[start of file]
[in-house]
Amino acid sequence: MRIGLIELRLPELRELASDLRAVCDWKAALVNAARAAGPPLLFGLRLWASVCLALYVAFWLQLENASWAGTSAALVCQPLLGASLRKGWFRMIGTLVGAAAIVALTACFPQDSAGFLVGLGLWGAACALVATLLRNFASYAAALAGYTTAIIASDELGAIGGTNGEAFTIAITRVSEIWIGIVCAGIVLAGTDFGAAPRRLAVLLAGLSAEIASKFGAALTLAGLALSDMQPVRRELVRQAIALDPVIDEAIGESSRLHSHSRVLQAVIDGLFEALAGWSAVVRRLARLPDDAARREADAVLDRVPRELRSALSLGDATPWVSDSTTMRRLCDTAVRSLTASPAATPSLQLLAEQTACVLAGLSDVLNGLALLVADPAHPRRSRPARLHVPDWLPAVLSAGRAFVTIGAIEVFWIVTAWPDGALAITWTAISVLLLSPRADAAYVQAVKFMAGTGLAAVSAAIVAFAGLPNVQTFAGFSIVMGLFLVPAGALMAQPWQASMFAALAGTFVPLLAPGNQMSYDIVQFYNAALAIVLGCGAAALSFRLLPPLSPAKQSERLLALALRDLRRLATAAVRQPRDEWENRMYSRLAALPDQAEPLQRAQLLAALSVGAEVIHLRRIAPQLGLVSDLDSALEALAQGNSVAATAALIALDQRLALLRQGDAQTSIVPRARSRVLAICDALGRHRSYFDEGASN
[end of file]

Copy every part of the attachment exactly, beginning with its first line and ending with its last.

[in-house]
Amino acid sequence: MRIGLIELRLPELRELASDLRAVCDWKAALVNAARAAGPPLLFGLRLWASVCLALYVAFWLQLENASWAGTSAALVCQPLLGASLRKGWFRMIGTLVGAAAIVALTACFPQDSAGFLVGLGLWGAACALVATLLRNFASYAAALAGYTTAIIASDELGAIGGTNGEAFTIAITRVSEIWIGIVCAGIVLAGTDFGAAPRRLAVLLAGLSAEIASKFGAALTLAGLALSDMQPVRRELVRQAIALDPVIDEAIGESSRLHSHSRVLQAVIDGLFEALAGWSAVVRRLARLPDDAARREADAVLDRVPRELRSALSLGDATPWVSDSTTMRRLCDTAVRSLTASPAATPSLQLLAEQTACVLAGLSDVLNGLALLVADPAHPRRSRPARLHVPDWLPAVLSAGRAFVTIGAIEVFWIVTAWPDGALAITWTAISVLLLSPRADAAYVQAVKFMAGTGLAAVSAAIVAFAGLPNVQTFAGFSIVMGLFLVPAGALMAQPWQASMFAALAGTFVPLLAPGNQMSYDIVQFYNAALAIVLGCGAAALSFRLLPPLSPAKQSERLLALALRDLRRLATAAVRQPRDEWENRMYSRLAALPDQAEPLQRAQLLAALSVGAEVIHLRRIAPQLGLVSDLDSALEALAQGNSVAATAALIALDQRLALLRQGDAQTSIVPRARSRVLAICDALGRHRSYFDEGASN